Mt. Baker Climb Illuminates Invaluable Leadership Lessons

Mt. Baker ascent

July 22, 2019
Adrian Popa, Ph.D., M.P.A., Gonzaga University

Days ago I had the opportunity to join Alex & Joy (Peak7.org) on Mt. Baker to accompany a team of established mid-career women from highly admired Seattle-based companies.

Alpine climbing is a high-stakes environment for leadership practices and team performance, context that compels the paradox of self-sufficiency with strong reliance on the collective strengths of a team. Accompanying an all-women expedition on Mt. Baker revealed some invaluable leadership lessons portable to any industry or life. The following are field observations from a leadership educator and not an expert in the depth of women leadership research or literature.

Mt. Baker base camp

We learned that leadership is about:

Courageous Relationships for trust, credibility, team cohesion and performance, execution of goals, and dispelling myths brought to volatile and unpredictable situations. All climbers packed their own anticipated rough drafts with unfolding stories to materialize on the mountain. To paraphrase and adapt from Frankl, the summit, “like happiness cannot be pursued; it must ensue and it only does so as the unintended side-effect of the dedication to a cause greater than oneself or as the by-product of one’s surrender to a person or cause other than oneself.” It was evident from conversations, planning, and intimate regard that climbers on this trip were not plagued with summit fever, but rather motivated by relationships and commitment to each other as the greater cause. The summit was a welcomed unintended outcome of a much greater and everlasting purpose of relationships.

Listening with your eyes in order to hear, convey presence, understand and learn the unspoken – a lesson I continue to learn from my wife and daughters. Climbers on this trip had an intuitive sense of what the other was thinking or feeling, sometimes reaching out with a small gesture of kindness without even a spoken word. It was remarkable to observe and learn about the signs and triggers that convey deep meaning from a glance, sigh, laughter, posture, or explicit words of affirmation.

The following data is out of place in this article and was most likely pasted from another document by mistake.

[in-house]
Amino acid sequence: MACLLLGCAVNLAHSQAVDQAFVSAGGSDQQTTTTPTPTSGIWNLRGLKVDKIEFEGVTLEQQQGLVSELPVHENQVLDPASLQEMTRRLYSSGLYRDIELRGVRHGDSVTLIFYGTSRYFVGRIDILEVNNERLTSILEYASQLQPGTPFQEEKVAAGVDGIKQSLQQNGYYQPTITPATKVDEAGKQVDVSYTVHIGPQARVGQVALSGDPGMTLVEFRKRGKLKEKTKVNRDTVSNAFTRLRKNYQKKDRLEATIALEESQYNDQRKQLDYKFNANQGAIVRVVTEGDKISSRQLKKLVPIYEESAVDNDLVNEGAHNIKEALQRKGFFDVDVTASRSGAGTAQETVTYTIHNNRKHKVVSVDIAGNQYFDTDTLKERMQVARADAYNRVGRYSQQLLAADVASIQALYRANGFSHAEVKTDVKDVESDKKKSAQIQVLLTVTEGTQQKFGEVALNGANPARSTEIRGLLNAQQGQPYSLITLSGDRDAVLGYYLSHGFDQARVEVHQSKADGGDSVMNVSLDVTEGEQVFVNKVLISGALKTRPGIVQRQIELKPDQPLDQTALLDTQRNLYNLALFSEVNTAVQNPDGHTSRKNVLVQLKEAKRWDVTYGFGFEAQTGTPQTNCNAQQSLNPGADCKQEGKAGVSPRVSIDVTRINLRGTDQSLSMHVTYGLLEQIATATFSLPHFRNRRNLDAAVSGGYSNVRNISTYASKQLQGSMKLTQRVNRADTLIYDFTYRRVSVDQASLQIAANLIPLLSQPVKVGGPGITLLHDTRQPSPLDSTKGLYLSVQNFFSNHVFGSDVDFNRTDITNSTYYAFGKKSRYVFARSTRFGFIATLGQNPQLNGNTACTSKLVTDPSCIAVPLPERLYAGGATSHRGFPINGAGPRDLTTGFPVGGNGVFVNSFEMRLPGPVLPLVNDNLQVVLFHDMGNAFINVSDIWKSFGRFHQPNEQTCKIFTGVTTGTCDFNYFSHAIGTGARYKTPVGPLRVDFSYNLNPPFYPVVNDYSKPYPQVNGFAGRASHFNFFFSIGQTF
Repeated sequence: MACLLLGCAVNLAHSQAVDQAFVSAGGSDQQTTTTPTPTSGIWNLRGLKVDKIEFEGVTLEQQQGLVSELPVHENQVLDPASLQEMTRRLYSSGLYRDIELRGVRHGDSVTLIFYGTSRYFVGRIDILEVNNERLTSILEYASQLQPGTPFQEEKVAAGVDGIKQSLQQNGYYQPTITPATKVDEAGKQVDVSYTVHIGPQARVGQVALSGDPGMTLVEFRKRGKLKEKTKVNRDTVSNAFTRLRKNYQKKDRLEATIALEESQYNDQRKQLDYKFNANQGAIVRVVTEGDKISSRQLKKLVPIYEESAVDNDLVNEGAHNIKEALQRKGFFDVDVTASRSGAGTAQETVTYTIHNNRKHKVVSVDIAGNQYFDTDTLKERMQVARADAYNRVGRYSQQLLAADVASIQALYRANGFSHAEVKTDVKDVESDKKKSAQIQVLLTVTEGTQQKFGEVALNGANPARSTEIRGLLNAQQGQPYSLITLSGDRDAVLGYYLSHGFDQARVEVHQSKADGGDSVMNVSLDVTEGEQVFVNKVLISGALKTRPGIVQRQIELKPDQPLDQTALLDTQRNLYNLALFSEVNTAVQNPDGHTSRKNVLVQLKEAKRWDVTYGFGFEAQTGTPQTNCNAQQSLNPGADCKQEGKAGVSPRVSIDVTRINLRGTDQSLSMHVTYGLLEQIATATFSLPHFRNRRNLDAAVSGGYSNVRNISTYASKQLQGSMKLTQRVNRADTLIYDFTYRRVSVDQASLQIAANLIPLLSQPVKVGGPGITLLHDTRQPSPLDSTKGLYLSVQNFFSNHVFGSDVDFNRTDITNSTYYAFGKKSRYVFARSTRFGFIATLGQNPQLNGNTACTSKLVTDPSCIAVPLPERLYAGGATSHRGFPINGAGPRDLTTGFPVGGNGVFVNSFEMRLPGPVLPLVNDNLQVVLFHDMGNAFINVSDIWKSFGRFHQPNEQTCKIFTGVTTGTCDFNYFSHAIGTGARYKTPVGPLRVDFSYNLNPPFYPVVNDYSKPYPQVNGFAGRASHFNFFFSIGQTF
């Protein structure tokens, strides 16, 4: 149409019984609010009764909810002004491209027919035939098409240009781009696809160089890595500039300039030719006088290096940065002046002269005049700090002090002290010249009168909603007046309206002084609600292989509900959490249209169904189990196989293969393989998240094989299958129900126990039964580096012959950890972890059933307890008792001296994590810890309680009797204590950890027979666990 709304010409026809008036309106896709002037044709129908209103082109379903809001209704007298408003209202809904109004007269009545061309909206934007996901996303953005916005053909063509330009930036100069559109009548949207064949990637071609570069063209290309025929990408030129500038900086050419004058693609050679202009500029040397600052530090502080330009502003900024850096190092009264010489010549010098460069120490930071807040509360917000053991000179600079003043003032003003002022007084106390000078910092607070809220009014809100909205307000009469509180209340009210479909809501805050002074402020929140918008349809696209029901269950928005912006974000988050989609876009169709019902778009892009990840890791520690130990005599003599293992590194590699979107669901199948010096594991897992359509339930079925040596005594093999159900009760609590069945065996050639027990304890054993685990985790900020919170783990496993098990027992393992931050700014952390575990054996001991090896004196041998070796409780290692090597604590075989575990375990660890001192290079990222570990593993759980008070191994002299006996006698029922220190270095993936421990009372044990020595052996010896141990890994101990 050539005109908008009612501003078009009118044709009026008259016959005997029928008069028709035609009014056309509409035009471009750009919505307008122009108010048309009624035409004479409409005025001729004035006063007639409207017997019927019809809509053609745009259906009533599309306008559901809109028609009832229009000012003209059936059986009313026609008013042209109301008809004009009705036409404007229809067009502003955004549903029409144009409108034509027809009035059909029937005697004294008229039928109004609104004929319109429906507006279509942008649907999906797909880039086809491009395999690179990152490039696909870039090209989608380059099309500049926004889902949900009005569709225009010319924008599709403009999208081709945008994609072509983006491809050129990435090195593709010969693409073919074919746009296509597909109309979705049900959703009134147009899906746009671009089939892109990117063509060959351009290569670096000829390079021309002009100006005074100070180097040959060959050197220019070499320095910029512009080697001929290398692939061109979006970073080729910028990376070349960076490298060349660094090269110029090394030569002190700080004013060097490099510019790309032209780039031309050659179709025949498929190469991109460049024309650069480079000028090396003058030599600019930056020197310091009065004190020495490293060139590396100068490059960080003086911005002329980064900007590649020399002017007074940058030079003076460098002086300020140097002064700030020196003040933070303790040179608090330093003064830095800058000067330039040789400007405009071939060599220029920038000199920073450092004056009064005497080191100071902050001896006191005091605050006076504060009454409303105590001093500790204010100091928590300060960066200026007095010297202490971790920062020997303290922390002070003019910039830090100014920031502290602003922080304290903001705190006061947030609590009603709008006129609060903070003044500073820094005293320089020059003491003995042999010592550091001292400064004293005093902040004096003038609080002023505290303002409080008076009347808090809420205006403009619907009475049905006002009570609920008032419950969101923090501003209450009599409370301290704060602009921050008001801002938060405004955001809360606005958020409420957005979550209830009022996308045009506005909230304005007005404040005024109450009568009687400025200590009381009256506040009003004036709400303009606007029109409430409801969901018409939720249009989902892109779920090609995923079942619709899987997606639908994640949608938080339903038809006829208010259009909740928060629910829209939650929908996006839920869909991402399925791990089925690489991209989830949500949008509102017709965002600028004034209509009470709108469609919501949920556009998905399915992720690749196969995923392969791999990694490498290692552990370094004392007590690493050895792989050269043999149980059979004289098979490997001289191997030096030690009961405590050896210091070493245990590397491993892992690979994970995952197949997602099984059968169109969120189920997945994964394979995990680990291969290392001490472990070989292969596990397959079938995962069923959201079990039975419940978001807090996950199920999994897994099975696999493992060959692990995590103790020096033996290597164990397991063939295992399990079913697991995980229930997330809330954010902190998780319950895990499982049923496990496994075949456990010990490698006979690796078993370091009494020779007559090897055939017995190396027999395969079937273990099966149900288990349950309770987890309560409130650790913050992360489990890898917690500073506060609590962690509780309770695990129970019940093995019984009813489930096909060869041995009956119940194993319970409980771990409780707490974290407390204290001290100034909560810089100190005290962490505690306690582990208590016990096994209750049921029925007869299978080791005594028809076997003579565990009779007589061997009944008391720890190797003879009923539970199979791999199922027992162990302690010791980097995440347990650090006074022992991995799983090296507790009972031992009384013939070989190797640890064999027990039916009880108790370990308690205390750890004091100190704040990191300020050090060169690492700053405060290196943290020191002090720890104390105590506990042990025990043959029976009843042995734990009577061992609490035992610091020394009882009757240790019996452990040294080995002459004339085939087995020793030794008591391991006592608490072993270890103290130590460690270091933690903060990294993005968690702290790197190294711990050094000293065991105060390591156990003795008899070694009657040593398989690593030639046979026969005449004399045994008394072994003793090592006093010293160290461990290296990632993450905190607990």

Invoking the heart to compel a mindset of hope, optimism, efficacy, and resilience in activating moments. Identifying and establishing shared values on the mountain was key to calibrating collective goals, strategy, and execution of the climb. Skills and dispositions informed distribution of pack weight, place on the rope team, climbing pace, frequency of breaks, reflexive assessments, and ongoing adaptations.

Embracing mundanity of excellence to climb endless, intimidating, energy sapping, mentally draining, and physically defeating crevasse filled snowfields. The voluntary suffering of these moments brought women into more intense solidarity and support through grit, perseverance, and intense commitment to others and the situation on hand. These long exhaustive moments were experienced in community with no invitation for arrogance or lone heroism often found in mountaineering.

Joy, wonder, learning, adaptability, and awe are occasionally the last frontier or fleeting encounter during hyper and personal pursuits on a mountain and/or careers. In the words of Victor Frankl, we are perhaps “no longer worthy of the challenge, suffering, and learning that a difficult situation [or unique opportunity] may afford us” when overlooking the unyielding majesty of wilderness. Although fear and love are both emotions governed in the limbic system, it is only through personal choice that our team embraced an outward mindset with genuine care for others, appreciated and respected the grandness of wilderness, and encountered collective joy that gave meaning to the summit and roundtrip journey.

For more information on Women in Leadership, please follow up with my Gonzaga colleagues Rachelle Strawther and Sherri Lynch.